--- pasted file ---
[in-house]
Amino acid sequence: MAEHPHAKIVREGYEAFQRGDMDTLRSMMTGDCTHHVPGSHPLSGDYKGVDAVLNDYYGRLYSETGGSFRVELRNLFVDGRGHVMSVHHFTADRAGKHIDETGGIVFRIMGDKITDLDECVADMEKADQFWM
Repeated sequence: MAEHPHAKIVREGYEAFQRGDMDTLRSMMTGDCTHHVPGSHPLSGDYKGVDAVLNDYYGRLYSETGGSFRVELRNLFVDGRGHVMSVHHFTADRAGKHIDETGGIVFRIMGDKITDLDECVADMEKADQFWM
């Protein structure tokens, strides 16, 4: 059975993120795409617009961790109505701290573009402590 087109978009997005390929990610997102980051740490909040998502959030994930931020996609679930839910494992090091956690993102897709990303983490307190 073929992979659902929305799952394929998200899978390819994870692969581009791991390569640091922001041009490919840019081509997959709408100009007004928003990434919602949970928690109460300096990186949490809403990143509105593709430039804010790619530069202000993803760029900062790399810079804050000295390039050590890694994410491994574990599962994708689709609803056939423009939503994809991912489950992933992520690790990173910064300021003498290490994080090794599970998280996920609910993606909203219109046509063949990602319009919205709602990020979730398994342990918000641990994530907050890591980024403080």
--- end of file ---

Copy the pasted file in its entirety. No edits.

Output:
[in-house]
Amino acid sequence: MAEHPHAKIVREGYEAFQRGDMDTLRSMMTGDCTHHVPGSHPLSGDYKGVDAVLNDYYGRLYSETGGSFRVELRNLFVDGRGHVMSVHHFTADRAGKHIDETGGIVFRIMGDKITDLDECVADMEKADQFWM
Repeated sequence: MAEHPHAKIVREGYEAFQRGDMDTLRSMMTGDCTHHVPGSHPLSGDYKGVDAVLNDYYGRLYSETGGSFRVELRNLFVDGRGHVMSVHHFTADRAGKHIDETGGIVFRIMGDKITDLDECVADMEKADQFWM
């Protein structure tokens, strides 16, 4: 059975993120795409617009961790109505701290573009402590 087109978009997005390929990610997102980051740490909040998502959030994930931020996609679930839910494992090091956690993102897709990303983490307190 073929992979659902929305799952394929998200899978390819994870692969581009791991390569640091922001041009490919840019081509997959709408100009007004928003990434919602949970928690109460300096990186949490809403990143509105593709430039804010790619530069202000993803760029900062790399810079804050000295390039050590890694994410491994574990599962994708689709609803056939423009939503994809991912489950992933992520690790990173910064300021003498290490994080090794599970998280996920609910993606909203219109046509063949990602319009919205709602990020979730398994342990918000641990994530907050890591980024403080």